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Struggling Aussie mum exposes bleak reality of Stage 3 tax cuts: 'It's horrible'

Emma and her partner are living at her parent's home and work 40 hours each a week and said the government's tax cut provides 'pretty much nothing'.

Emma Robertson next to Anthony Albanese
Emma Robertson said the government needs to do more to help struggling families as the Stage 3 tax cuts aren't enough. (Source: A Current Affair/Getty)

The government's Stage 3 tax cuts kicked in this week and it's set to put hundreds of dollars into the wallets of Aussies around the country. But one mum has spoken out about how the extra cash will do little to ease the cost-of-living pressures that continue to outpace any support.

Emma Robertson and her partner have been living at her parent's house and they both work 40 hours a week. Despite this, they still aren't able to avoid everyday costs and live "comfortably".

"The tax cuts come in but everything else goes up so it's not justifiable," Robertson explained to A Current Affair. "Childcare [is] one of the biggest things that has gone up."


Robertson was recently told daycare would be increasing by $17 per day and she believes the Stage 3 tax cut will do "pretty much nothing at all" to help their bottom line.

Aussies on the lower end of the pay scale will only gain about $6 per week from the tax cuts, while those one tax bracket above will pocket an extra $12 per week.

Even if Robertson was in the top tax bracket, the 33-year-old would only be gaining an extra $84 per week. Considering she could be spending an extra $85 a week just on daycare, you can see how she's struggling to find the joy in the small wage bump.

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“When you think about everything else that’s gone up, like car insurance, food prices, fuel, rent, rates, all of that type of stuff … this is not where I saw my life, unfortunately, but it is where we are," she told the Channel 9 program.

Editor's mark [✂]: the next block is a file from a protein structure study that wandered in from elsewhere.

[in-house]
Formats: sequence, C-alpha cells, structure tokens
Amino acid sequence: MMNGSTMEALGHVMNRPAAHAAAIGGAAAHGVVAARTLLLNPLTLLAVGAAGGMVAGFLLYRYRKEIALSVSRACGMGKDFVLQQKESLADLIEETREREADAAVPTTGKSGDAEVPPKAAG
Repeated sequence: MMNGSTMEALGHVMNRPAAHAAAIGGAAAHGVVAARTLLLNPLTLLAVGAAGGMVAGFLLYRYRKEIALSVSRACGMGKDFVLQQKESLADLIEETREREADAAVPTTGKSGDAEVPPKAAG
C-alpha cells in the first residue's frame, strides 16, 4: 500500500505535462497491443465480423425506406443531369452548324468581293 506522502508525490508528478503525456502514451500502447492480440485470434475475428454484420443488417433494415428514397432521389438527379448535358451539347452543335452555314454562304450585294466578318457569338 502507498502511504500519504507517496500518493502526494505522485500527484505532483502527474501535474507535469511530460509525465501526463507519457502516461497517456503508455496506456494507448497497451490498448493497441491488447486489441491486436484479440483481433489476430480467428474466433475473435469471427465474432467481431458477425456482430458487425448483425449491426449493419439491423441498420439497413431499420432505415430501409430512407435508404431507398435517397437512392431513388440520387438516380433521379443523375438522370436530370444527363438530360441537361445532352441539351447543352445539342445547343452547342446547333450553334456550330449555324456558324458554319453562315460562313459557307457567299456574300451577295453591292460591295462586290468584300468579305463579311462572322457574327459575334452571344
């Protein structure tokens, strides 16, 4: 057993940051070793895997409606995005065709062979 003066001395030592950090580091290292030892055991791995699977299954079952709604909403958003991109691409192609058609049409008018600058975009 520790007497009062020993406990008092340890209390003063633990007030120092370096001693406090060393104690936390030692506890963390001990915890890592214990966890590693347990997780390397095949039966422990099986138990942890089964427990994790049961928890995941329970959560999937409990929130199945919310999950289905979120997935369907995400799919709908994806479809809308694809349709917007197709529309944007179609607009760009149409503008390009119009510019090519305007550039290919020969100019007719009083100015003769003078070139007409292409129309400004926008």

The mum to 15-month-old Atlan said they would be "essentially homeless" if they weren't able to stay at her parent's place.

She's calling on the government to provide additional support to struggling families like hers.

“Every single day I wake up and I go what is going to happen this week? What is going to go up today?” she said. “It’s horrible. I never pictured myself being in this situation, ever, but here I am, just scraping by.”

Robertson said it's tough raising a family in her parent's home but she said it would be virtually impossible to survive without that roof over their heads.

But they aren't alone as Finder research revealed a little more than one in 10 Australians, which is equivalent to 2.5 million people, had moved into shared housing in the past year.

The research found that 5 per cent of Aussies admitted the soaring cost of rent prompted them to return to shared accommodation, while a further 3 per cent sought out shared accommodation because they could no longer afford their mortgage repayments.

Finder revealed you could save as much as $16,000 a year by house sharing.

"Rents and mortgages have gone through the roof – they are the number-one source of financial stress in Australia and people can no longer cut costs elsewhere to get by," Graham Cooke, head of consumer research at Finder, said.

It’s no surprise with the cost of living crisis that a third of Aussies are planning to save the extra money from their tax cut, according to NAB, rather than spend it.

Other Aussies are planning to spend their tax cut on offsetting the higher cost of living (29 per cent), followed by paying down debt (22 per cent), which could be something like a home loan or credit card, and investing it (12 per cent). Just 8 per cent say they’ll splurge on non-essentials.

Taxpayers don’t need to do anything to get the tax cut.

Employers will automatically adjust the amount of tax they take out of your pay which means you should see an immediate increase in take-home pay from July 1.

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